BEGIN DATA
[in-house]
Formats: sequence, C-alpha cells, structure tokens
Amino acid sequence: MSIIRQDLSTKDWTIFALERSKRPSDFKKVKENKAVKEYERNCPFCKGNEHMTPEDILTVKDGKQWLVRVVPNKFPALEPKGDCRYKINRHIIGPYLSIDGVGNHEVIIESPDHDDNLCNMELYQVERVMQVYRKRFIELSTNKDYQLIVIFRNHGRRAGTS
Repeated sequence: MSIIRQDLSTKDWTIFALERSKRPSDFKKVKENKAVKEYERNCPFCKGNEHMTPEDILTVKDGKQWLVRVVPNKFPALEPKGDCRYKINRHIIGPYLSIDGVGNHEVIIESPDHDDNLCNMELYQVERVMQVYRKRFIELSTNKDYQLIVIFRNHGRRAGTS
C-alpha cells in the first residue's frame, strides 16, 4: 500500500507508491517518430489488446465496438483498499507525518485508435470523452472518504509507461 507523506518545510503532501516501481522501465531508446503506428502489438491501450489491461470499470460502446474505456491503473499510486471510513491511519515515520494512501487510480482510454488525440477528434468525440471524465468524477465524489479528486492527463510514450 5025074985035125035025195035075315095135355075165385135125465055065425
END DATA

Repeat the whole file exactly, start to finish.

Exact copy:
[in-house]
Formats: sequence, C-alpha cells, structure tokens
Amino acid sequence: MSIIRQDLSTKDWTIFALERSKRPSDFKKVKENKAVKEYERNCPFCKGNEHMTPEDILTVKDGKQWLVRVVPNKFPALEPKGDCRYKINRHIIGPYLSIDGVGNHEVIIESPDHDDNLCNMELYQVERVMQVYRKRFIELSTNKDYQLIVIFRNHGRRAGTS
Repeated sequence: MSIIRQDLSTKDWTIFALERSKRPSDFKKVKENKAVKEYERNCPFCKGNEHMTPEDILTVKDGKQWLVRVVPNKFPALEPKGDCRYKINRHIIGPYLSIDGVGNHEVIIESPDHDDNLCNMELYQVERVMQVYRKRFIELSTNKDYQLIVIFRNHGRRAGTS
C-alpha cells in the first residue's frame, strides 16, 4: 500500500507508491517518430489488446465496438483498499507525518485508435470523452472518504509507461 507523506518545510503532501516501481522501465531508446503506428502489438491501450489491461470499470460502446474505456491503473499510486471510513491511519515515520494512501487510480482510454488525440477528434468525440471524465468524477465524489479528486492527463510514450 5025074985035125035025195035075315095135355075165385135125465055065425